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Monitoring open fresh water in northern environments, using SAR imagery and FnFCE

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N. Short, B. Brisco, R. Landry, D. Raymond, and J. van der Sanden, Canada Centre for Remote Sensing, Natural Resources Canada.

Fresh water is tied to every aspect of the lives of Canadians and is an essential part of the natural environment. However, available fresh water resources are under increased pressure from a wide range of anthropogenic activities and subject to the effects of climate change in ways that are not yet fully understood. A large proportion of the world’s fresh water resources is found in areas that are remote and logistically difficult to monitor. Satellite radar data have the advantage of being independent of cloud cover, and therefore provide a relatively reliable data stream.

Researchers at the Canada Centre for Remote Sensing are working on a tool for the automated extraction of water body outlines from radar imagery. This tool quickly generates GIS-ready water polygons that can be used by water resource managers such as those with Parks Canada and Environment Canada. Currently the tool is called FnFCE (Forest non-Forest Class Extraction). The name comes from its origins as a forestry application.

FnFCE description:

  • Initially a forestry application developed by CCRS, FnFCE was later modified to include a flood mapping capability.
  • This software combines image processing and geospatial operators to extract water extent polygons from RADARSAT-1 imagery.
  • FnFCE operates as a menu system from the Arc/Info environment.
  • Water polygons can be generated from a RADARSAT-1 image product in about one hour. Geo-referencing is separate and takes additional time.
  • Quantitative, statistical approach means reproducible results.
  • FnFCE is most suitable for flat areas because terrain shadows would be misclassified as water, although area masks can be applied.
  • A minimum water polygon size of one hectare is necessary to maintain the performance of the software and the plausibility of results.
  • Water roughened by strong winds or rapids is not distinguishable from land.

FnFCE method

The purpose of this illustration is to show the location of the three water study sites. The Old Crow Flats site is located in the Yukon. The Cache Lake site is located in the Northwest Territories, and the Fort Mackay site is located in Alberta.

  1. Reads a RADARSAT-1 image product and checks the ancillary data record to determine the incidence angle range of the image.
  2. Uses a water model to predict the likely backscatter value for water in a C-band HH radar image with these incidence angles – this is the “water seed.”
  3. Statistically analyses a histogram of image backscatter values around the water seed, looking for a trough in the frequency.
  4. The lowest point of the trough becomes the water threshold value.
  5. All pixels with backscatter values below the water threshold are classified as water (Lo), all others are land (Hi).
  6. Uses geospatial operators and topological rules to extract vectors around groups of water pixels from the classified image.
  7. Resulting water polygons exported as ArcGIS interchange. format E00.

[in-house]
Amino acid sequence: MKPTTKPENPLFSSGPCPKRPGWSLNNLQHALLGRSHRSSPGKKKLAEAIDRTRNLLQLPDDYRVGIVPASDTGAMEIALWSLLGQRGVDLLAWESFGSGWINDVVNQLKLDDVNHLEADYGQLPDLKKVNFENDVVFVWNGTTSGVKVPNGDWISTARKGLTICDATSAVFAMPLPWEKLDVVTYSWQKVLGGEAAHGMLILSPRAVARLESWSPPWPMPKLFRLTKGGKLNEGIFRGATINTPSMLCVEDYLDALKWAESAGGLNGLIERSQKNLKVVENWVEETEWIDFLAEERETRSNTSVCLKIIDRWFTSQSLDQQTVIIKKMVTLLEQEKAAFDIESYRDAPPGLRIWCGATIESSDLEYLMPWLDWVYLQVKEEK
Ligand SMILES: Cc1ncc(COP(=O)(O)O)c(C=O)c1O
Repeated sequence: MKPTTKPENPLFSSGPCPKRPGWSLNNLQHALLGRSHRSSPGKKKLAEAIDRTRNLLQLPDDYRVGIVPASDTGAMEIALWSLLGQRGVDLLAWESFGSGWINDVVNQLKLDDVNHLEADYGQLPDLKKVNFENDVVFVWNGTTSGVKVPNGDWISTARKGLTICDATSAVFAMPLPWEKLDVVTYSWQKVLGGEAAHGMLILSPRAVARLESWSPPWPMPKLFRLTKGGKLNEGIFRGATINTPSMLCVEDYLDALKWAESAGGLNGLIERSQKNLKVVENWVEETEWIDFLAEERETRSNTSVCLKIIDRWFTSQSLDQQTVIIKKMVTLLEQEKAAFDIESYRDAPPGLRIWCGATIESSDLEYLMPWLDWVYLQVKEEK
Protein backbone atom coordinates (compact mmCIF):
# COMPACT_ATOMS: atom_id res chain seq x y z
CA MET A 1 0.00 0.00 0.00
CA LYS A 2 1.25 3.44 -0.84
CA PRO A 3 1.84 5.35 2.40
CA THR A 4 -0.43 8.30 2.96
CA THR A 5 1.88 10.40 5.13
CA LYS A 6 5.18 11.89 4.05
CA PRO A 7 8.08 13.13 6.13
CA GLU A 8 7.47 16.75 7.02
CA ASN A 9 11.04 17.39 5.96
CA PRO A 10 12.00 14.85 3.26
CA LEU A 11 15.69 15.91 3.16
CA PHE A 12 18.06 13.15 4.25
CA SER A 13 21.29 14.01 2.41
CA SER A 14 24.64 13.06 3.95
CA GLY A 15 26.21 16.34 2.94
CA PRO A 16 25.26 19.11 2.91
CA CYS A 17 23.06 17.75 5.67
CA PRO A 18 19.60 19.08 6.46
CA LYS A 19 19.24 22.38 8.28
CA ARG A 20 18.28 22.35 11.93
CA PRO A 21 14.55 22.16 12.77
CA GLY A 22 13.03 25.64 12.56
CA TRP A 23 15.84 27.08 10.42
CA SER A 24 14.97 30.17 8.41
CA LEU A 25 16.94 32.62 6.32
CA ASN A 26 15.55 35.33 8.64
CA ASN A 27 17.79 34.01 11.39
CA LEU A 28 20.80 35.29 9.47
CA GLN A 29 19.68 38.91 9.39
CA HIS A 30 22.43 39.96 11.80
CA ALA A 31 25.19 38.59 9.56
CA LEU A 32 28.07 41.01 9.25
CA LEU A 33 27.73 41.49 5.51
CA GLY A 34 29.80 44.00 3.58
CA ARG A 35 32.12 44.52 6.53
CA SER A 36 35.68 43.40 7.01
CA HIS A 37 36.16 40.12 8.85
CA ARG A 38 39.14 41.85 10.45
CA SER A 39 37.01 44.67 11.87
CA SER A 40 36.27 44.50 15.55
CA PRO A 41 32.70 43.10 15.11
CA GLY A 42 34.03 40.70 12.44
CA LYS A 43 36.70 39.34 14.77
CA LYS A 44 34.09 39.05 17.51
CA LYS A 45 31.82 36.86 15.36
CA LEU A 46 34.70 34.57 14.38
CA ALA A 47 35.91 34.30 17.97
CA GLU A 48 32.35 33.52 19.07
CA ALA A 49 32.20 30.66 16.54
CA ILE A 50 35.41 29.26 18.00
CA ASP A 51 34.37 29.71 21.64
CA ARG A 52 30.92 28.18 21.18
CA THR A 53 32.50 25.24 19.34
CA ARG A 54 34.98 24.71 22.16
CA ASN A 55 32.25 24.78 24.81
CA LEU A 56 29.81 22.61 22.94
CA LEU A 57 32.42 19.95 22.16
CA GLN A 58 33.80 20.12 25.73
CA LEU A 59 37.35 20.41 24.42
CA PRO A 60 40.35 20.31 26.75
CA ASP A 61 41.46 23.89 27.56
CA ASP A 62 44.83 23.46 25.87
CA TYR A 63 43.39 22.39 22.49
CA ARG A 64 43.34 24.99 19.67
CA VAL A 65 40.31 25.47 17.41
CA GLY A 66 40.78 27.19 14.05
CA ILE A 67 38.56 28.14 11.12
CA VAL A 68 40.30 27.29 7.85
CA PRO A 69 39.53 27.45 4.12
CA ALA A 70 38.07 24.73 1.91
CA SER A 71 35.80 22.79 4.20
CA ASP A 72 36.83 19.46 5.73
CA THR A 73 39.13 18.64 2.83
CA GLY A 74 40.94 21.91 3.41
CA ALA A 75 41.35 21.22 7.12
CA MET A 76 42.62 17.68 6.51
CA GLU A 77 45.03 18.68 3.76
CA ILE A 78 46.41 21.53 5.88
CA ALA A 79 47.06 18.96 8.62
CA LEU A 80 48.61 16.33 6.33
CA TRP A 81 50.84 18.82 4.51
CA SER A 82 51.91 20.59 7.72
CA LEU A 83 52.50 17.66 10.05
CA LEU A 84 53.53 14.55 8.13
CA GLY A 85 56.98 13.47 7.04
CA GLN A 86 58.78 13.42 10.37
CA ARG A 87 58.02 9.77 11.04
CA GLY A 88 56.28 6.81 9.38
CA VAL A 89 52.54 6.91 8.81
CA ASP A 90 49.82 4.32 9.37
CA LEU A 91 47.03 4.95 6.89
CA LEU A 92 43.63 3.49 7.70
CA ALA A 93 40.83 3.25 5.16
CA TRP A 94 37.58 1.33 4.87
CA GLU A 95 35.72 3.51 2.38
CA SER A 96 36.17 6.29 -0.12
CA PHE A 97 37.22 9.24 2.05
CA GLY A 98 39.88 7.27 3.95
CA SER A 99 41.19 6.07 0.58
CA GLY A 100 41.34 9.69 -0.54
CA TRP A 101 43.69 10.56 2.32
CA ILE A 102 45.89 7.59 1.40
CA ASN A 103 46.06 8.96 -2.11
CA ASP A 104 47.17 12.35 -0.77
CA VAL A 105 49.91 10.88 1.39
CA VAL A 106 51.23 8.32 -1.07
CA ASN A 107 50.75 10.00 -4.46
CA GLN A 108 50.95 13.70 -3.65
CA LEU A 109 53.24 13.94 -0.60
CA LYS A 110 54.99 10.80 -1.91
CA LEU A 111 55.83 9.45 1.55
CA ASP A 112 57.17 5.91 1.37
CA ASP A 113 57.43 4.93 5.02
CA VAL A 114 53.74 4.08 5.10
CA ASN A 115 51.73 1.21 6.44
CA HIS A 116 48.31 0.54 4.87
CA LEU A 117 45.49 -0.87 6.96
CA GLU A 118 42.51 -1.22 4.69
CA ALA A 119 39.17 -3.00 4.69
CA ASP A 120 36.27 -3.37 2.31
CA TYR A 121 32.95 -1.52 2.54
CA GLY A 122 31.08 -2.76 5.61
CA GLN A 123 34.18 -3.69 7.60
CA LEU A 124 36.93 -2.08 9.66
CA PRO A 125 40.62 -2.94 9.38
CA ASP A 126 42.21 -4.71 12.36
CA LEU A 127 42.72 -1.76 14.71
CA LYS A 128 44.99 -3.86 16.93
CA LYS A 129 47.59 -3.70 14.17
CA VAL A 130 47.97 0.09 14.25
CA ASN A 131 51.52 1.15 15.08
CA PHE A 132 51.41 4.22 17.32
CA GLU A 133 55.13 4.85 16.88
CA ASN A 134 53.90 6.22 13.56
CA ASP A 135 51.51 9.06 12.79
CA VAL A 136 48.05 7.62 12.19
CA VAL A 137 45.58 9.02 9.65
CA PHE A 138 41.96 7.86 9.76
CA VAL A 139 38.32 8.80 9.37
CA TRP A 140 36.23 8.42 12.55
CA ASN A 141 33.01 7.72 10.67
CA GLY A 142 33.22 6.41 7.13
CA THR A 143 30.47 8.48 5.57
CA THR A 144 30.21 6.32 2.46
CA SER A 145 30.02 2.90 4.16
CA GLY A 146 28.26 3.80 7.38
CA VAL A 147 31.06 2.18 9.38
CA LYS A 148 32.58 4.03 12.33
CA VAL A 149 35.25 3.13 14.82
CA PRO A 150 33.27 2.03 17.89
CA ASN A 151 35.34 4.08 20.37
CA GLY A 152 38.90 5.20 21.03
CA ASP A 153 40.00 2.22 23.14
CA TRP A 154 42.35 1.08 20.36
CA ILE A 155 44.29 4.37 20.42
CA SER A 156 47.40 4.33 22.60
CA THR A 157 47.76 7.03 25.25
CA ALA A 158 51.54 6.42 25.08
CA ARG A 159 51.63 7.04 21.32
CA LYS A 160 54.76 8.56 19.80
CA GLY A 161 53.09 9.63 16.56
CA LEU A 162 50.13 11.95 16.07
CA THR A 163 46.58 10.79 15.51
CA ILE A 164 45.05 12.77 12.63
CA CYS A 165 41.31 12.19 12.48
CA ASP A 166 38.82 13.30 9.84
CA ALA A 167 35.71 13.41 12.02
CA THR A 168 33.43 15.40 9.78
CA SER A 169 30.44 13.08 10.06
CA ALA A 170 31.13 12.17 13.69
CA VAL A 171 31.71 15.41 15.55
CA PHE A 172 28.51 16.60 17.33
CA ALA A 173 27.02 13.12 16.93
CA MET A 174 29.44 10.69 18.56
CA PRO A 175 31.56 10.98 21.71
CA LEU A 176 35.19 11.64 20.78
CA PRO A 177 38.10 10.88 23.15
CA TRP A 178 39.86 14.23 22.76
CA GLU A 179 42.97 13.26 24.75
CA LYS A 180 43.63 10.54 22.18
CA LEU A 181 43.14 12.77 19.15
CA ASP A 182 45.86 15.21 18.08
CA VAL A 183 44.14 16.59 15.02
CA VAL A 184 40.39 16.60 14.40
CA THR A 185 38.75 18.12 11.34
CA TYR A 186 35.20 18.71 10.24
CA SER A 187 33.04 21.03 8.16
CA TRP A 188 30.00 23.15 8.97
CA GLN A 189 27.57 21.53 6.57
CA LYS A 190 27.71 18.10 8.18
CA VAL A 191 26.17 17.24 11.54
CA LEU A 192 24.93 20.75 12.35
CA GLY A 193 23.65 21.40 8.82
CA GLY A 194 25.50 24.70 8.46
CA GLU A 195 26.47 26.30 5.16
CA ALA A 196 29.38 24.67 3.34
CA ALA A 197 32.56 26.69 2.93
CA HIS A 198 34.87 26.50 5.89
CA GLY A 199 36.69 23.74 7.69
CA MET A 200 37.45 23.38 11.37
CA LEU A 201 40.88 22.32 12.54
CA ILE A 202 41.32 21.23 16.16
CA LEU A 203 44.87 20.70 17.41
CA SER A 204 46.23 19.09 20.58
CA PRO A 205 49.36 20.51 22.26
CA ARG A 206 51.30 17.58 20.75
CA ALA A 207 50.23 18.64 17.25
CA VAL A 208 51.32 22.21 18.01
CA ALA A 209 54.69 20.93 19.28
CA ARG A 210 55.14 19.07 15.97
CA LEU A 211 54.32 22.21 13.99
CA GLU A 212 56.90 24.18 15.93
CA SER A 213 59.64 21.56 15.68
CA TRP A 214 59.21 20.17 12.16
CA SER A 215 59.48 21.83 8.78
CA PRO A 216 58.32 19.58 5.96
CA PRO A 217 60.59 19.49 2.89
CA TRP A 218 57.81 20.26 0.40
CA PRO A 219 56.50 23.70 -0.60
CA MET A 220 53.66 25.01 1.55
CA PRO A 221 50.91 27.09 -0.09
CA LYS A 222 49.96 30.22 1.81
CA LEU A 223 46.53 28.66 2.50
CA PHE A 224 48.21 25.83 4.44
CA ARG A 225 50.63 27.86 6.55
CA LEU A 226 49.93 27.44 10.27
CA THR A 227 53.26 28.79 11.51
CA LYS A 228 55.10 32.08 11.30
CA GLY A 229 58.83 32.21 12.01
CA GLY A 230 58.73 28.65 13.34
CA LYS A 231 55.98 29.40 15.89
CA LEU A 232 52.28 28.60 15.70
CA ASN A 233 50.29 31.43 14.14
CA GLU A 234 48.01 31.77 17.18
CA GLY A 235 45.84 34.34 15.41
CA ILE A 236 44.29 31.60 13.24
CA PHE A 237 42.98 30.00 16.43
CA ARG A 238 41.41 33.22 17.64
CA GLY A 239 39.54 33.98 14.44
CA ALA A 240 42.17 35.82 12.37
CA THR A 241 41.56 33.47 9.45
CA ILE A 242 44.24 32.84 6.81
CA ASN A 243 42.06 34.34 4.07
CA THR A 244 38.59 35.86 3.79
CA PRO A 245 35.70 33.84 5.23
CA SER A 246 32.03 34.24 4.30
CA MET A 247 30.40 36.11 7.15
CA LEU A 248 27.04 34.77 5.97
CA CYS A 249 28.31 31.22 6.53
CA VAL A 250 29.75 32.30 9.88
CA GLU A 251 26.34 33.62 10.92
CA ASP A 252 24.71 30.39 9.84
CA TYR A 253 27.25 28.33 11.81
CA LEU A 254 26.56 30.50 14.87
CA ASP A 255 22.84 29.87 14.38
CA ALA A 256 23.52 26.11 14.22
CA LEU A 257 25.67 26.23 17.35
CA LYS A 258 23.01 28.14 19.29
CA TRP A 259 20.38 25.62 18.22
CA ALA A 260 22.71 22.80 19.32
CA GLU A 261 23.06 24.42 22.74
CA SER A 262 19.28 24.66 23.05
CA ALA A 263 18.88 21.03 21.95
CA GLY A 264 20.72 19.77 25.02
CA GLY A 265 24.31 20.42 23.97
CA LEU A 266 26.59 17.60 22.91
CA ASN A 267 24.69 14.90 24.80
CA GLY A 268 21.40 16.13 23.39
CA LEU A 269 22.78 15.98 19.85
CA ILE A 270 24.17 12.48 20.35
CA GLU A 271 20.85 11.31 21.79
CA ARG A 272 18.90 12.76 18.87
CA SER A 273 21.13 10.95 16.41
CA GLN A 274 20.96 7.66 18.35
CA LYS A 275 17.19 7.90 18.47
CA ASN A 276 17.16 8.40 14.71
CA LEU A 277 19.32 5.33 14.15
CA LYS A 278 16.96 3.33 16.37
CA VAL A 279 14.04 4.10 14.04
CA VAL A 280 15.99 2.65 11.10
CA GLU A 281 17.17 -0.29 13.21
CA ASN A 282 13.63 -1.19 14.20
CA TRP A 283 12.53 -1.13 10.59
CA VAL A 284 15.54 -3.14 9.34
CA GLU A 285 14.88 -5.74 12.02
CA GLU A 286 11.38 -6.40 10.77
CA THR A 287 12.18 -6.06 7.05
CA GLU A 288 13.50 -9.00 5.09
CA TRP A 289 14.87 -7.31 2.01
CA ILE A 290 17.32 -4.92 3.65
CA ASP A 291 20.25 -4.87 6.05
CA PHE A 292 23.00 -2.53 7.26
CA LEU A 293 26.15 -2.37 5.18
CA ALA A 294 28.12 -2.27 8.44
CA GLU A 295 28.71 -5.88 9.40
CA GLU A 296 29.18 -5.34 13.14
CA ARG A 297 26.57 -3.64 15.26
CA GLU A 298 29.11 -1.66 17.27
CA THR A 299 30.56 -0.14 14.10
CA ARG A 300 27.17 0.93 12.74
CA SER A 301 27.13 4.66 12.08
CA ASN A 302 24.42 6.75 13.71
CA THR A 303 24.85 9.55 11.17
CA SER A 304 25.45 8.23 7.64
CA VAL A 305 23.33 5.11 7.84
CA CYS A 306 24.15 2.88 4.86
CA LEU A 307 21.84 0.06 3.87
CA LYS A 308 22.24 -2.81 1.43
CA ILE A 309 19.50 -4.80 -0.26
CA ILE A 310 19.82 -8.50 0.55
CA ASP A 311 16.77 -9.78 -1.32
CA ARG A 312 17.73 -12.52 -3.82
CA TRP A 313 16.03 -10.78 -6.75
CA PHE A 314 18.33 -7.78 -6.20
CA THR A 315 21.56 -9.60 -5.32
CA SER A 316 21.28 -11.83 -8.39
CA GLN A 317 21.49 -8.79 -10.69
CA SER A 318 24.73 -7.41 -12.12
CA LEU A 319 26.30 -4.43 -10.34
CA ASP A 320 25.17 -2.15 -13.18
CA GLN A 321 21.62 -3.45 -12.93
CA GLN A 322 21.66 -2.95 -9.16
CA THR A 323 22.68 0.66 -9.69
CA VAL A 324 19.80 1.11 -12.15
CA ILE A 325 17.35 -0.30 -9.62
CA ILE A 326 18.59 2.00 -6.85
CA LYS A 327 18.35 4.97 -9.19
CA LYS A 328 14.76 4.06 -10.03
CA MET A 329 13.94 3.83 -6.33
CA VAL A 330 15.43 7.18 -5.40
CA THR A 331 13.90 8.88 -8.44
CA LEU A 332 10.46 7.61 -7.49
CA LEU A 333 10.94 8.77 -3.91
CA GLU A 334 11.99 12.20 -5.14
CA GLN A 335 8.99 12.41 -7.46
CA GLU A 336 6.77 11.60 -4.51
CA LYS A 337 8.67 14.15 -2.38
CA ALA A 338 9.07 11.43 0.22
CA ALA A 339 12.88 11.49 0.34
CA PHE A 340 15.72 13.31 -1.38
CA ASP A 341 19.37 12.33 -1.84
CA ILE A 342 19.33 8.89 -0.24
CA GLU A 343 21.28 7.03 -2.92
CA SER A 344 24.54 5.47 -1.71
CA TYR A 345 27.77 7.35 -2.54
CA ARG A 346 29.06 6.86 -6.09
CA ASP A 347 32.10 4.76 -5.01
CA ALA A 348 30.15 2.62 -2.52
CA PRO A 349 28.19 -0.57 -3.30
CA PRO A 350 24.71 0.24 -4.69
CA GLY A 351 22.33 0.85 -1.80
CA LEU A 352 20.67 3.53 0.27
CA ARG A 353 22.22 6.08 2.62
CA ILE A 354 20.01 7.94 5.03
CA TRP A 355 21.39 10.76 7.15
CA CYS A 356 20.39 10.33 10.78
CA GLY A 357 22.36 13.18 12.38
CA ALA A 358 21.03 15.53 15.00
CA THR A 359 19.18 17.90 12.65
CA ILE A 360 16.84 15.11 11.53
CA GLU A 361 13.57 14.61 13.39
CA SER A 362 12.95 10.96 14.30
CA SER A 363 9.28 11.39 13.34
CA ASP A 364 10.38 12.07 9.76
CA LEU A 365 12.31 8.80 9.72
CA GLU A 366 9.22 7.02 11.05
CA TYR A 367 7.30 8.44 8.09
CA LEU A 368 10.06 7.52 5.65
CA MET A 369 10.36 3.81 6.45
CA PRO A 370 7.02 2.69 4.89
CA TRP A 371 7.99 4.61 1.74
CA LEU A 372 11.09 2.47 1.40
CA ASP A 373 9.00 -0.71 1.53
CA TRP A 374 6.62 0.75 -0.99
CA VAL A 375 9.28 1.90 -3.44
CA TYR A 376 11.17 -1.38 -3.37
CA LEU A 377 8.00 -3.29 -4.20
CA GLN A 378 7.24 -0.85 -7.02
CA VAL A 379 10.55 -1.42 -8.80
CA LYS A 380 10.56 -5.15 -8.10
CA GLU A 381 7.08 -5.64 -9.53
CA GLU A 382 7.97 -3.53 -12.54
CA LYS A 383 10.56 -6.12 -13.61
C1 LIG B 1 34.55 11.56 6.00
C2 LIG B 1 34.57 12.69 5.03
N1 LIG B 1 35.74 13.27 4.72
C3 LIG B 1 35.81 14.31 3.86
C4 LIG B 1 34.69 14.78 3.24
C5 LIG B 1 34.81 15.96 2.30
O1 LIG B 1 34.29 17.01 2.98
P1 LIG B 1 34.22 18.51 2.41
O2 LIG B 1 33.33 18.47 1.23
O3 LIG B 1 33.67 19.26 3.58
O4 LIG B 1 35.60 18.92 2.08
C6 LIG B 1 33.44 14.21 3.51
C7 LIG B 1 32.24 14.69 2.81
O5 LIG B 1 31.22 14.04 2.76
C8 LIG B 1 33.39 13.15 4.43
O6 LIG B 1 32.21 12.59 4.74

FnFCE has been used successfully in several flood situations, we decided to investigate its performance for routine monitoring of surface water in northern environments.

This table describes the topic of the investigation, and the environment, for all three study sites.
Site Environment Investigations
Fort Mackay, AB Oil sands area Inter and intra-annual fluctuations in water levels
Cache Lake, NT Tuktut Nogait National Park Water availability for ecology
Old Crow Flats, YT Vuntut National Park Climate change induced falling water levels

The following three figures show an example of monitoring localized lake shrinkage over seven years using FnFCE and RADARSAT-1 imagery. The study area is Fort Mackay, Alberta; an area characterized by the presence of activities that consume large amounts of water as well as patches of permafrost that can be suspected to thaw in a warming climate.

Summer 1998

Summer 1998

Above: Three small water bodies exceed the 1 hectare size threshold.

Larger image


Summer 2000

Summer 2000

Above: Two water bodies, large enough to be extracted, remain

Larger image
Summer 2005

Summer 2005

Above: One water body, large enough to be extracted, remains. Area has isolated patches of permafrost, therefore localized lake drainage expected.

Larger image

Conclusions

  1. When the water surface is not significantly roughened by wind, FnFCE efficiently delivers outlines of medium to large water bodies.
  2. Polygons clearly document the progression of seasonal and inter-annual surface water availability.
  3. Due to polygon size restrictions, analysis and comparisons with other data sources must be done at the appropriate scale.
  4. Qualitative analysis can be done at the scene scale, but quantitative analysis should be done on each specific water body.
  5. FnFCE is a quick and efficient method.

The future

The FnFCE radar imagery tool is an efficient way to monitor surface water availability; however, the tool works currently only with RADARSAT-1 data. Our priority is to expand the tool to incorporate support for the many other space borne radar data sets: ENVISAT, RADARSAT-2, ERS1/2, ALOS and TERRASAR-X. Among other advantages, using other data sets will allow us to investigate past changes using the ERS-1 archive, and to examine changes at higher resolution (RADARSAT-2 and TERRASAR-X).

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